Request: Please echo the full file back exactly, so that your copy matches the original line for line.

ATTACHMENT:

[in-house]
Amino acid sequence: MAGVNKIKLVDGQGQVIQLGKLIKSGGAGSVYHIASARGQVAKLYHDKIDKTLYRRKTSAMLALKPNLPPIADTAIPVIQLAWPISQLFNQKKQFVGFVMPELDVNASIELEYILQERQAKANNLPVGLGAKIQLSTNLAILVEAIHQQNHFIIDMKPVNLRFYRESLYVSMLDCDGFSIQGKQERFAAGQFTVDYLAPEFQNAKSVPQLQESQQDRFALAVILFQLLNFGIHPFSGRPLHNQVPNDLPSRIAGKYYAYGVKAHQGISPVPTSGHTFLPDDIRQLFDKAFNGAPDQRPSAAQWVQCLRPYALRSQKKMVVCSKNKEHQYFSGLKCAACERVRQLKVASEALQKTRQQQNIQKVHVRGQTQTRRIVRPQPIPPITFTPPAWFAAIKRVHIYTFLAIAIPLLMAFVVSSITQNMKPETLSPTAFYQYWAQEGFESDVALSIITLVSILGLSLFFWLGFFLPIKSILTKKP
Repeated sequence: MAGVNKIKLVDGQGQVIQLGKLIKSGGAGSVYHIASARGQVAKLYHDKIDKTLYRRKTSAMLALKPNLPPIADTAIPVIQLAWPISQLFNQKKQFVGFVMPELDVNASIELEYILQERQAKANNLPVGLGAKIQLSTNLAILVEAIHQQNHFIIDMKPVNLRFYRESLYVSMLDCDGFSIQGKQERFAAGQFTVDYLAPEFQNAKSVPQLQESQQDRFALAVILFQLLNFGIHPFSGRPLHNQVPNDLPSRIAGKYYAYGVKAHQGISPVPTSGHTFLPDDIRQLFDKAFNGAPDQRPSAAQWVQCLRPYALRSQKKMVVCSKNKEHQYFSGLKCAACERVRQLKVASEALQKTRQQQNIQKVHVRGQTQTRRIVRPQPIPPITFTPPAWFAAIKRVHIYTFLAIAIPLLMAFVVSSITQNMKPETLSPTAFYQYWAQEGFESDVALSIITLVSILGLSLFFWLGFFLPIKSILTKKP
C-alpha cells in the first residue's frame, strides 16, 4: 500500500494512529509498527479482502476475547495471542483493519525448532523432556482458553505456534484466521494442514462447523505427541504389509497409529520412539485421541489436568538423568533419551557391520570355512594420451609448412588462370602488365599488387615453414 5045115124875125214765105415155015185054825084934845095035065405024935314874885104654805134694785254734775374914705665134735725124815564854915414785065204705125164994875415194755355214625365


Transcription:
[in-house]
Amino acid sequence: MAGVNKIKLVDGQGQVIQLGKLIKSGGAGSVYHIASARGQVAKLYHDKIDKTLYRRKTSAMLALKPNLPPIADTAIPVIQLAWPISQLFNQKKQFVGFVMPELDVNASIELEYILQERQAKANNLPVGLGAKIQLSTNLAILVEAIHQQNHFIIDMKPVNLRFYRESLYVSMLDCDGFSIQGKQERFAAGQFTVDYLAPEFQNAKSVPQLQESQQDRFALAVILFQLLNFGIHPFSGRPLHNQVPNDLPSRIAGKYYAYGVKAHQGISPVPTSGHTFLPDDIRQLFDKAFNGAPDQRPSAAQWVQCLRPYALRSQKKMVVCSKNKEHQYFSGLKCAACERVRQLKVASEALQKTRQQQNIQKVHVRGQTQTRRIVRPQPIPPITFTPPAWFAAIKRVHIYTFLAIAIPLLMAFVVSSITQNMKPETLSPTAFYQYWAQEGFESDVALSIITLVSILGLSLFFWLGFFLPIKSILTKKP
Repeated sequence: MAGVNKIKLVDGQGQVIQLGKLIKSGGAGSVYHIASARGQVAKLYHDKIDKTLYRRKTSAMLALKPNLPPIADTAIPVIQLAWPISQLFNQKKQFVGFVMPELDVNASIELEYILQERQAKANNLPVGLGAKIQLSTNLAILVEAIHQQNHFIIDMKPVNLRFYRESLYVSMLDCDGFSIQGKQERFAAGQFTVDYLAPEFQNAKSVPQLQESQQDRFALAVILFQLLNFGIHPFSGRPLHNQVPNDLPSRIAGKYYAYGVKAHQGISPVPTSGHTFLPDDIRQLFDKAFNGAPDQRPSAAQWVQCLRPYALRSQKKMVVCSKNKEHQYFSGLKCAACERVRQLKVASEALQKTRQQQNIQKVHVRGQTQTRRIVRPQPIPPITFTPPAWFAAIKRVHIYTFLAIAIPLLMAFVVSSITQNMKPETLSPTAFYQYWAQEGFESDVALSIITLVSILGLSLFFWLGFFLPIKSILTKKP
C-alpha cells in the first residue's frame, strides 16, 4: 500500500494512529509498527479482502476475547495471542483493519525448532523432556482458553505456534484466521494442514462447523505427541504389509497409529520412539485421541489436568538423568533419551557391520570355512594420451609448412588462370602488365599488387615453414 5045115124875125214765105415155015185054825084934845095035065405024935314874885104654805134694785254734775374914705665134735725124815564854915414785065204705125164994875415194755355214625365